HERE is a link to the sheets I actually used during my time dancing, which I printed out and put into a 1” binder. This works well if you function best with tangible things.
Both links have Examples of each tracker filled out so you can see how to use them. We suggest you peek at both.
Daily Earnings Tracker: DO THIS AFTER EVERY INCOME EVENT!
The terminology on the printable doc is about clubs because I was stripping when I made it, but it is very easy to just cross out club and write “OF” or “SD Date” or whatever.
I had a coupon organizer like this (this is not an ad it’s literally the first example of one I found on google) that I labeled with the different things I “broke down” my cash into, where I’d put the money until I used it or put it in the bank.
Some of the categories I broke my money down into when I started were:
- Monthly Bills
- Emergency Fund
- Nails/Hair/Fillers (Vanity, I called this category LOL)
- Entertainment (going out to eat, bringing my son out places, flights for non work stuff)
- Paying off Debt
- Gas/Car Money
- Saving For (anything I was saving up for- could be tinting my trucks windows, fillers, a vacay, furniture, whatever)
- Later On I Added:
- Investments (Stock Market and Crypto)
- Donations/Mutual Aid
If you choose to use the online tracker, you can super easily edit the categories to be whatever you need.
A tip I suggest when using the Daily Tracker is: create a new money “category” when you know a new expense is upcoming. For example, if you know your brakes on your car need to be done in 2 months, start throwing $10-30 per shift into that “category” until you have the amount of money you’ll need.
Saving for big expenses little by little like this was a game changer for me, and stops you from using your emergency fund for stuff that isn’t truly an emergency. Anything that you KNOW is going to need to be paid is not an emergency.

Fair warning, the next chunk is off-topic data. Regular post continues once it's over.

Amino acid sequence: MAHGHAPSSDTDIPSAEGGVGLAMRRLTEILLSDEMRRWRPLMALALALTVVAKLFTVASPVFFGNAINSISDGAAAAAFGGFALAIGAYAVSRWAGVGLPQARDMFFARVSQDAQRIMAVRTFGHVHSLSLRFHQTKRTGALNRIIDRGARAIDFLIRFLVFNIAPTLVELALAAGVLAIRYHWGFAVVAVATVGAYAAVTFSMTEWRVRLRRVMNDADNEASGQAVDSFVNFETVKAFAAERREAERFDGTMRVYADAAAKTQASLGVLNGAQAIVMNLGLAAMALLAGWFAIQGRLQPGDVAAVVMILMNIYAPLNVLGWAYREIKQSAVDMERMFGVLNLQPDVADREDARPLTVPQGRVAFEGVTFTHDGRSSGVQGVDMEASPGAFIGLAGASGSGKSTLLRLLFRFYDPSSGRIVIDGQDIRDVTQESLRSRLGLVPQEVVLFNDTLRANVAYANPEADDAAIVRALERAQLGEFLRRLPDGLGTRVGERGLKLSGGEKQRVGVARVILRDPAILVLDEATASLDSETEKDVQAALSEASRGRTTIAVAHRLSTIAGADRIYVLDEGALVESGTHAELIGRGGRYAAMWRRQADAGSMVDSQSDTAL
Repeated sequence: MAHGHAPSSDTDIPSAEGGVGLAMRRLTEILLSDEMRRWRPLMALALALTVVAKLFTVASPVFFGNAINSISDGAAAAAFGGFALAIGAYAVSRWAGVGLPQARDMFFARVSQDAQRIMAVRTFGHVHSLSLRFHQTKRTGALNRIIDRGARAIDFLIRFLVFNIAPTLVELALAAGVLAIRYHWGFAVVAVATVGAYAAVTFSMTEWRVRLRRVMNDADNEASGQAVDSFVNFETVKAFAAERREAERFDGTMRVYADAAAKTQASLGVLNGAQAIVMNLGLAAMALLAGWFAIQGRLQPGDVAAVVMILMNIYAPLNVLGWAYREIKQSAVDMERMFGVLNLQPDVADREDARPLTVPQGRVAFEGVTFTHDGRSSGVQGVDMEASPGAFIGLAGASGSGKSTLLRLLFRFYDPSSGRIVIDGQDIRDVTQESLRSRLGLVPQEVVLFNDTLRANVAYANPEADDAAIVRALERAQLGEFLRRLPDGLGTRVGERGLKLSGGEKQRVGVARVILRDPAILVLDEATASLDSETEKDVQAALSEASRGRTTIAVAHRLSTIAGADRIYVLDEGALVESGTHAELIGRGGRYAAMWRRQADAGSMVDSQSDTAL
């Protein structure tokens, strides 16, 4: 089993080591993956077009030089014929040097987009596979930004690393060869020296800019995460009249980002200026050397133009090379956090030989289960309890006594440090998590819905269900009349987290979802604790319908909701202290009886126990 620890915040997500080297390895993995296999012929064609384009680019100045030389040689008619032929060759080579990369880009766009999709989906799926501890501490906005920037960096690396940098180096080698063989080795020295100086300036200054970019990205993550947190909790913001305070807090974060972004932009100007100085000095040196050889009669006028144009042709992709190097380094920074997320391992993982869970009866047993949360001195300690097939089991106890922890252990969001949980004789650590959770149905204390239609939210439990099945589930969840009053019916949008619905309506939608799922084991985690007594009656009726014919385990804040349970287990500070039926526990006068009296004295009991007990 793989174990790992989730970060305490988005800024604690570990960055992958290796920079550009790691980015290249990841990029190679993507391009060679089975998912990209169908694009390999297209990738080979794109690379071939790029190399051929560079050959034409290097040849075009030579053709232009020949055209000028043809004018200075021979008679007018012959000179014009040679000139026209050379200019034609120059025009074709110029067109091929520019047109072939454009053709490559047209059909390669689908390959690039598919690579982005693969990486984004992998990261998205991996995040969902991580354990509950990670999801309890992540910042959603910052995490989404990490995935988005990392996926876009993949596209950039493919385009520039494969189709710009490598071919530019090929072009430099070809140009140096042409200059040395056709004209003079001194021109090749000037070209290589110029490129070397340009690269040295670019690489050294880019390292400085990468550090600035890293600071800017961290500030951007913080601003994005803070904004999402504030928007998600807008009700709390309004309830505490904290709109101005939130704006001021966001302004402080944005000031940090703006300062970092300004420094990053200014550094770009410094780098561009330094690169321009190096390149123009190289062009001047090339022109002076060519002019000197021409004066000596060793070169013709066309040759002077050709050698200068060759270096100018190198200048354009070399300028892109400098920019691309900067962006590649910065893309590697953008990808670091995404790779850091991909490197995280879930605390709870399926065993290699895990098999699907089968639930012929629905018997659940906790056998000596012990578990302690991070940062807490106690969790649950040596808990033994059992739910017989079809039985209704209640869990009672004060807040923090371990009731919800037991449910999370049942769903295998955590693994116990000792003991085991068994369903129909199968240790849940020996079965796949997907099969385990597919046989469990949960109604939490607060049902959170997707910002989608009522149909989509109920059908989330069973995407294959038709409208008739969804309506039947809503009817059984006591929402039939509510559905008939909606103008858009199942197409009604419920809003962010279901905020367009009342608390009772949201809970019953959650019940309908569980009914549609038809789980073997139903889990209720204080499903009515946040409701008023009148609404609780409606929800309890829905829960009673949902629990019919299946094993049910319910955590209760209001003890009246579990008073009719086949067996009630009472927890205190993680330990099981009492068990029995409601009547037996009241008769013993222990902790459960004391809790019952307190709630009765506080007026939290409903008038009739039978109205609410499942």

Another tip I suggest: When you have the money saved to “fix your brakes” or whatever- ask a customer that has a crush on you if he could help you out with it, too. It’s so much easier to ask for stuff when the pressure is off and you don’t really need it.
Somehow, not needing it makes you more confident in asking, and thus- has a higher success rate. If he says yes, congrats you now have unexpected money (you better TRACK what you do with it this is an INCOME EVENT!!!!!) If he says no (why would he though?), it is fine because you already had the money anyway.
Remember- do your tracking even with small tips and crappy slow shifts! Don’t let your emotions get in the way of developing these habits that can make you wealthy.
Monthly Tracker: Do this at the end of each month! This sheet will help you understand how much total you made per month and per shift.
Once you have your first month done, you can create a budget that makes sense and can amend it as you get more and more months tracked (the more data the better!)
You will have to do a “soft” budget if you don’t have one already just to make sure you’re designating enough money to cover your bills.
To create a soft budget, just add up all the expenses you have to pay each month and estimate what you spend on food/going out/shopping. Our next article we will deep dive into creating a detailed and realistic budget.
The monthly tracker is a great tool for creating a budget based on REAL numbers instead of estimates, and assessing if you need to make any changes work wise. Can you afford to take another day off? Should you be trying to fit 2 more shifts per month? Is it time to try a new club?
Okay so, get to it!
You are going to feel so cool and accomplished once you develop this as a habit and are able to KNOW how much you are making and what you’re doing with your money.